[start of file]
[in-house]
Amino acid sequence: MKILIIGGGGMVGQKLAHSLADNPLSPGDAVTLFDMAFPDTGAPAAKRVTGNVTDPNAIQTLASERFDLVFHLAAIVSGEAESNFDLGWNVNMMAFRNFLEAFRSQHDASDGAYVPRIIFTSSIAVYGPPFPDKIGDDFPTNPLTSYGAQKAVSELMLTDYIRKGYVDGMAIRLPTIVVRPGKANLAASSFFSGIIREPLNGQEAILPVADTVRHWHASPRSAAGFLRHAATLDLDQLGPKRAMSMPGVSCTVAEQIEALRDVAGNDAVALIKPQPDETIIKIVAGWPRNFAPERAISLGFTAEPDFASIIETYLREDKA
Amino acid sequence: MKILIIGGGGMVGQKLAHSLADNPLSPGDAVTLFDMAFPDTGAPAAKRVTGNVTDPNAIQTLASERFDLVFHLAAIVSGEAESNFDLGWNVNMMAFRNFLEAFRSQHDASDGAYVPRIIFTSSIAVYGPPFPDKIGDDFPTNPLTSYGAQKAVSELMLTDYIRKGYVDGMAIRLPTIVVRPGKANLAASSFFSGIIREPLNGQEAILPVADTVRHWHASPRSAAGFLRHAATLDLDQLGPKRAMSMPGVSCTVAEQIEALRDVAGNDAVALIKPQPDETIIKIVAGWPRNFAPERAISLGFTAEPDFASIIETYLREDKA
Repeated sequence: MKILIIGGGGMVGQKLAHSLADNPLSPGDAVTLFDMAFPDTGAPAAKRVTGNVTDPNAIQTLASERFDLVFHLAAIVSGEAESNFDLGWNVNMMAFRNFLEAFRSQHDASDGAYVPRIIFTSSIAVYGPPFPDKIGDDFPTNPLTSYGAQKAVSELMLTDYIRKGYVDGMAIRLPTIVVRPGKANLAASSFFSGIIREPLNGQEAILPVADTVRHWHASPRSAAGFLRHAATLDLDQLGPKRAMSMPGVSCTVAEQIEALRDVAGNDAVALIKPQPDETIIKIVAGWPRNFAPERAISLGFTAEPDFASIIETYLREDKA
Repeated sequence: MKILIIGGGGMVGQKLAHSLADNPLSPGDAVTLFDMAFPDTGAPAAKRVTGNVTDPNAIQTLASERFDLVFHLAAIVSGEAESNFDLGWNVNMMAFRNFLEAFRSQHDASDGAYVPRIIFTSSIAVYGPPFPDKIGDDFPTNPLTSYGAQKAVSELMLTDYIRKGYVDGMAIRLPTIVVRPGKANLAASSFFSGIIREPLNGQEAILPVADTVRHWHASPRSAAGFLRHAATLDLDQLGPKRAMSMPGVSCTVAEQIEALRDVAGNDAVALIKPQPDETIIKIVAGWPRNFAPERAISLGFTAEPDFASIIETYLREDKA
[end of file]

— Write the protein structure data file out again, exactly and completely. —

[in-house]
Amino acid sequence: MKILIIGGGGMVGQKLAHSLADNPLSPGDAVTLFDMAFPDTGAPAAKRVTGNVTDPNAIQTLASERFDLVFHLAAIVSGEAESNFDLGWNVNMMAFRNFLEAFRSQHDASDGAYVPRIIFTSSIAVYGPPFPDKIGDDFPTNPLTSYGAQKAVSELMLTDYIRKGYVDGMAIRLPTIVVRPGKANLAASSFFSGIIREPLNGQEAILPVADTVRHWHASPRSAAGFLRHAATLDLDQLGPKRAMSMPGVSCTVAEQIEALRDVAGNDAVALIKPQPDETIIKIVAGWPRNFAPERAISLGFTAEPDFASIIETYLREDKA
Amino acid sequence: MKILIIGGGGMVGQKLAHSLADNPLSPGDAVTLFDMAFPDTGAPAAKRVTGNVTDPNAIQTLASERFDLVFHLAAIVSGEAESNFDLGWNVNMMAFRNFLEAFRSQHDASDGAYVPRIIFTSSIAVYGPPFPDKIGDDFPTNPLTSYGAQKAVSELMLTDYIRKGYVDGMAIRLPTIVVRPGKANLAASSFFSGIIREPLNGQEAILPVADTVRHWHASPRSAAGFLRHAATLDLDQLGPKRAMSMPGVSCTVAEQIEALRDVAGNDAVALIKPQPDETIIKIVAGWPRNFAPERAISLGFTAEPDFASIIETYLREDKA
Repeated sequence: MKILIIGGGGMVGQKLAHSLADNPLSPGDAVTLFDMAFPDTGAPAAKRVTGNVTDPNAIQTLASERFDLVFHLAAIVSGEAESNFDLGWNVNMMAFRNFLEAFRSQHDASDGAYVPRIIFTSSIAVYGPPFPDKIGDDFPTNPLTSYGAQKAVSELMLTDYIRKGYVDGMAIRLPTIVVRPGKANLAASSFFSGIIREPLNGQEAILPVADTVRHWHASPRSAAGFLRHAATLDLDQLGPKRAMSMPGVSCTVAEQIEALRDVAGNDAVALIKPQPDETIIKIVAGWPRNFAPERAISLGFTAEPDFASIIETYLREDKA
Repeated sequence: MKILIIGGGGMVGQKLAHSLADNPLSPGDAVTLFDMAFPDTGAPAAKRVTGNVTDPNAIQTLASERFDLVFHLAAIVSGEAESNFDLGWNVNMMAFRNFLEAFRSQHDASDGAYVPRIIFTSSIAVYGPPFPDKIGDDFPTNPLTSYGAQKAVSELMLTDYIRKGYVDGMAIRLPTIVVRPGKANLAASSFFSGIIREPLNGQEAILPVADTVRHWHASPRSAAGFLRHAATLDLDQLGPKRAMSMPGVSCTVAEQIEALRDVAGNDAVALIKPQPDETIIKIVAGWPRNFAPERAISLGFTAEPDFASIIETYLREDKA